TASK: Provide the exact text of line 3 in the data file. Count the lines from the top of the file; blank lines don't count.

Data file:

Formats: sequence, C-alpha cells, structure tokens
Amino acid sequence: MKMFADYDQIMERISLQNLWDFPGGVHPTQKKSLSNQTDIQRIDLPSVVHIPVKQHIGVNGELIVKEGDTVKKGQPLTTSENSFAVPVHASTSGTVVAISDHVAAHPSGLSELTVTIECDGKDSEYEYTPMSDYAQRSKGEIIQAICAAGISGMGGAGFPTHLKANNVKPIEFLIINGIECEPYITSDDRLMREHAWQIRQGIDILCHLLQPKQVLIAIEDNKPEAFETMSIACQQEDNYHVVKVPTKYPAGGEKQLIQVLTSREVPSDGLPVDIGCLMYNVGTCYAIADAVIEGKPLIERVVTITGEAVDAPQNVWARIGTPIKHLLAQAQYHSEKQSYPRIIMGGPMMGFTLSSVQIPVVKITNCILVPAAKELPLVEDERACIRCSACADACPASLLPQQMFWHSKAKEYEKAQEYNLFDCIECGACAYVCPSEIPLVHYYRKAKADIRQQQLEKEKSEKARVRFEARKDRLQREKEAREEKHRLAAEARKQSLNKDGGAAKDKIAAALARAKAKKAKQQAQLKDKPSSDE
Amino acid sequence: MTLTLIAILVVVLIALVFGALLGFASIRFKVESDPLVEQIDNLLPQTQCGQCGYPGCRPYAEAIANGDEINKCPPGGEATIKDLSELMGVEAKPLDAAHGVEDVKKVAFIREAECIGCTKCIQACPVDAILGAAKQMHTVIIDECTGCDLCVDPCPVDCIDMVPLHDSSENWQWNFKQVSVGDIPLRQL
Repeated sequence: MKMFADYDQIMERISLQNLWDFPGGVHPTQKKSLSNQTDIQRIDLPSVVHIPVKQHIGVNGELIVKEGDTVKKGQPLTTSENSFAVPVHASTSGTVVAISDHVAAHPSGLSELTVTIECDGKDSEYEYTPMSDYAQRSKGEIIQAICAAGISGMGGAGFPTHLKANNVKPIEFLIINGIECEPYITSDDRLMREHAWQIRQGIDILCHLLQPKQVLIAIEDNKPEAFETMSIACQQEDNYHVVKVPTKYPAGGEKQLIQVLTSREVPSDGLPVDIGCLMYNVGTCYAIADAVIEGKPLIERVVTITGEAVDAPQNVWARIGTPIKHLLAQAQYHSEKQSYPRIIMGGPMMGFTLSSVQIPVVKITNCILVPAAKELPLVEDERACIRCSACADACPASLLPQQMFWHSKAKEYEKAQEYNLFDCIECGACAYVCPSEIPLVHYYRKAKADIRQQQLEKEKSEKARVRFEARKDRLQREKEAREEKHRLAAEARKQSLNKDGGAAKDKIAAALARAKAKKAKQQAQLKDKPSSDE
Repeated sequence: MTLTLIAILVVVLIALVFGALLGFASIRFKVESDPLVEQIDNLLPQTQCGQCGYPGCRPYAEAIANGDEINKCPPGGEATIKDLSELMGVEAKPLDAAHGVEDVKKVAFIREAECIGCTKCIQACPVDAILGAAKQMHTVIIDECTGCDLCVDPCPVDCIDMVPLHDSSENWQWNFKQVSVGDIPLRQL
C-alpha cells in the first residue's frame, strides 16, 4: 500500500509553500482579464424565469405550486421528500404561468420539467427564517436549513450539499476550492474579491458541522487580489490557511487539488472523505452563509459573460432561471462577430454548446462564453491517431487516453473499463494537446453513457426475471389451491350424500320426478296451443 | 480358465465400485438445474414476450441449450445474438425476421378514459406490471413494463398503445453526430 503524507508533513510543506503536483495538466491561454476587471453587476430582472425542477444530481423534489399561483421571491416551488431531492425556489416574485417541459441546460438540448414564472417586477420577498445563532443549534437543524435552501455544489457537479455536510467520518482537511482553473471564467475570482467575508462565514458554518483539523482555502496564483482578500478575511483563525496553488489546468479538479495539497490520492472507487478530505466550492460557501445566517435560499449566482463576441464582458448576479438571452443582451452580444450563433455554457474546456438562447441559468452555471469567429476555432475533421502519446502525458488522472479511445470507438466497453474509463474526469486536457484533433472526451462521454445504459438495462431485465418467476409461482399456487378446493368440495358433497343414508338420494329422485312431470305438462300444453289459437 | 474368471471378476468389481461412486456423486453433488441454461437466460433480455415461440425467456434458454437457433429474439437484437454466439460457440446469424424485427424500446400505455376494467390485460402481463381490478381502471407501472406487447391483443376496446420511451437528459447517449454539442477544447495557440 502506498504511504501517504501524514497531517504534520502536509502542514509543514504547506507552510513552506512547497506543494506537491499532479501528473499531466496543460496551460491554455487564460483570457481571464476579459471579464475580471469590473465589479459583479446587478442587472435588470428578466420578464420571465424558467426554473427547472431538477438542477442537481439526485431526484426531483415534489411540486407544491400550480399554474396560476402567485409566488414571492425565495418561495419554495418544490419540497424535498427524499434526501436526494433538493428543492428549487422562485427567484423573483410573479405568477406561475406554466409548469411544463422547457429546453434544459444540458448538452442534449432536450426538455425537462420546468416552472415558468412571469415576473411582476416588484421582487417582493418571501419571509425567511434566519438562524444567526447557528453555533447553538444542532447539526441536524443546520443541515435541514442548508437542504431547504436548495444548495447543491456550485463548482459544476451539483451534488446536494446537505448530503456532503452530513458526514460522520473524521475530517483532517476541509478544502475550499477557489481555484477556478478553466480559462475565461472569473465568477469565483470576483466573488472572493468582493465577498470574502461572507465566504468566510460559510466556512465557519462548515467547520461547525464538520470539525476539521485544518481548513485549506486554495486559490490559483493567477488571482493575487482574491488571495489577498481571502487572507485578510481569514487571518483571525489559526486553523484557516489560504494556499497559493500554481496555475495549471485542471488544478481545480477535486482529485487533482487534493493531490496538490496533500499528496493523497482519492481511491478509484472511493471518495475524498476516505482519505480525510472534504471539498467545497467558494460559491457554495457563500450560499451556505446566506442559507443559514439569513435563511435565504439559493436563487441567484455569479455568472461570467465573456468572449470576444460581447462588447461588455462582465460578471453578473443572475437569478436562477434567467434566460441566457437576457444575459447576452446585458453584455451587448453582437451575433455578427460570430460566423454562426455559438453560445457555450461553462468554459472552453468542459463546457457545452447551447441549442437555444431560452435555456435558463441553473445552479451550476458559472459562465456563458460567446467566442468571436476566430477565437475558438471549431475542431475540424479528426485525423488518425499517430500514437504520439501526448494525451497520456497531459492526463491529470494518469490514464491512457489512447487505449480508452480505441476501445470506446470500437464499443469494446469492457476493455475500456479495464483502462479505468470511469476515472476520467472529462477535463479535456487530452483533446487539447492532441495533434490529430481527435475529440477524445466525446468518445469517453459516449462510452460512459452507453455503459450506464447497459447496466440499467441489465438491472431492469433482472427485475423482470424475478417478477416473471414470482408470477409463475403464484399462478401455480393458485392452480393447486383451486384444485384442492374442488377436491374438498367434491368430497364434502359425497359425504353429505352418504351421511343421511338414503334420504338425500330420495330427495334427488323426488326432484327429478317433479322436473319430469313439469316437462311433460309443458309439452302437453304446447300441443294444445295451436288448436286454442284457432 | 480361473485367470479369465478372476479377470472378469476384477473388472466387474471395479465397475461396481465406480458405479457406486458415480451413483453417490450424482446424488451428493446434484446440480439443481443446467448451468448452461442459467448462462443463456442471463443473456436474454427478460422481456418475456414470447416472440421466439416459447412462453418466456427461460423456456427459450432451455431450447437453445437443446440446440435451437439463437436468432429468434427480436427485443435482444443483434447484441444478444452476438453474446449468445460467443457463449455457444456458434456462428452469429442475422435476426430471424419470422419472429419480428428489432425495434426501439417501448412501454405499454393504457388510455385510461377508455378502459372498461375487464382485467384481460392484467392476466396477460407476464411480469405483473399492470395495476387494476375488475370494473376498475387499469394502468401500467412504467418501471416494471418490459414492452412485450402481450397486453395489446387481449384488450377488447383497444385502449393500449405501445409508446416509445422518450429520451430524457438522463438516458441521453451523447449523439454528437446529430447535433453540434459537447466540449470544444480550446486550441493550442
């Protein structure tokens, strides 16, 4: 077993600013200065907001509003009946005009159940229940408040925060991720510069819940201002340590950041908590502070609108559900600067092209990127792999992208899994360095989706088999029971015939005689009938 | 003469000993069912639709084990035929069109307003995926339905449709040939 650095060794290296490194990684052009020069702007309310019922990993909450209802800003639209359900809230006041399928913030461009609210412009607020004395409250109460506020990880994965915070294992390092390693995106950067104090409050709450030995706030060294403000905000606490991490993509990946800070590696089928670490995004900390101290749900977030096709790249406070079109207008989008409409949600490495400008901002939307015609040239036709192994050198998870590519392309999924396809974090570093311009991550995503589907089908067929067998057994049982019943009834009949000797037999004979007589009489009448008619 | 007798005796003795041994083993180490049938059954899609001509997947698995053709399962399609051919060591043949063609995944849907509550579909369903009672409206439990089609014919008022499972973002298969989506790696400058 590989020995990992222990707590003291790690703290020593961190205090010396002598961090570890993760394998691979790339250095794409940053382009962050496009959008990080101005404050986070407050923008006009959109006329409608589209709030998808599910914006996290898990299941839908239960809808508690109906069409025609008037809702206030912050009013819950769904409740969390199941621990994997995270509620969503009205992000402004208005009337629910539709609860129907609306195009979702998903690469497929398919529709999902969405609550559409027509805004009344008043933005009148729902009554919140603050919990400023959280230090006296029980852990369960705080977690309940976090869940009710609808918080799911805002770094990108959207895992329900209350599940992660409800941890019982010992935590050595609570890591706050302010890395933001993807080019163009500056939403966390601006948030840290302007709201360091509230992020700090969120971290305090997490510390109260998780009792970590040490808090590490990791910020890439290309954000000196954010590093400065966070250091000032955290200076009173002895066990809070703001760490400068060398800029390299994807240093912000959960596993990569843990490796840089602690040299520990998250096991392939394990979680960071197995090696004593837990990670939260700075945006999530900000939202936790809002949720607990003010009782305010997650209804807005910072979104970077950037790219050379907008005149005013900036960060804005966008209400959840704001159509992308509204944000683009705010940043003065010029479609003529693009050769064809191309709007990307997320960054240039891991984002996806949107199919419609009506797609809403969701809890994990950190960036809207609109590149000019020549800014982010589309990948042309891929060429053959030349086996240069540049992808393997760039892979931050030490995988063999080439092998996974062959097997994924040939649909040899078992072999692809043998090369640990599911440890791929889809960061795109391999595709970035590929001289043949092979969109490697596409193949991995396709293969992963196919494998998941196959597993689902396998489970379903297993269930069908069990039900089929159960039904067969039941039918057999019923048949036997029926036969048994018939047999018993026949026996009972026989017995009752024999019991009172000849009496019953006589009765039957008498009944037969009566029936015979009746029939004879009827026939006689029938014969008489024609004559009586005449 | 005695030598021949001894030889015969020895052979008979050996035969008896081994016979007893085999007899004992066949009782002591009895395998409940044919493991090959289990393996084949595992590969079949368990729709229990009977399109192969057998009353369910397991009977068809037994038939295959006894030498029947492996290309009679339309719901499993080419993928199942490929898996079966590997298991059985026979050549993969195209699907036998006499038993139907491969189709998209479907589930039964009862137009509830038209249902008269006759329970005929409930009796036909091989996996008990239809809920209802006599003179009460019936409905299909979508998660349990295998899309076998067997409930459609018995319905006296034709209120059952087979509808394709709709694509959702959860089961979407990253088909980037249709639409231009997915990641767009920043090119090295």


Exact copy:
Amino acid sequence: MTLTLIAILVVVLIALVFGALLGFASIRFKVESDPLVEQIDNLLPQTQCGQCGYPGCRPYAEAIANGDEINKCPPGGEATIKDLSELMGVEAKPLDAAHGVEDVKKVAFIREAECIGCTKCIQACPVDAILGAAKQMHTVIIDECTGCDLCVDPCPVDCIDMVPLHDSSENWQWNFKQVSVGDIPLRQL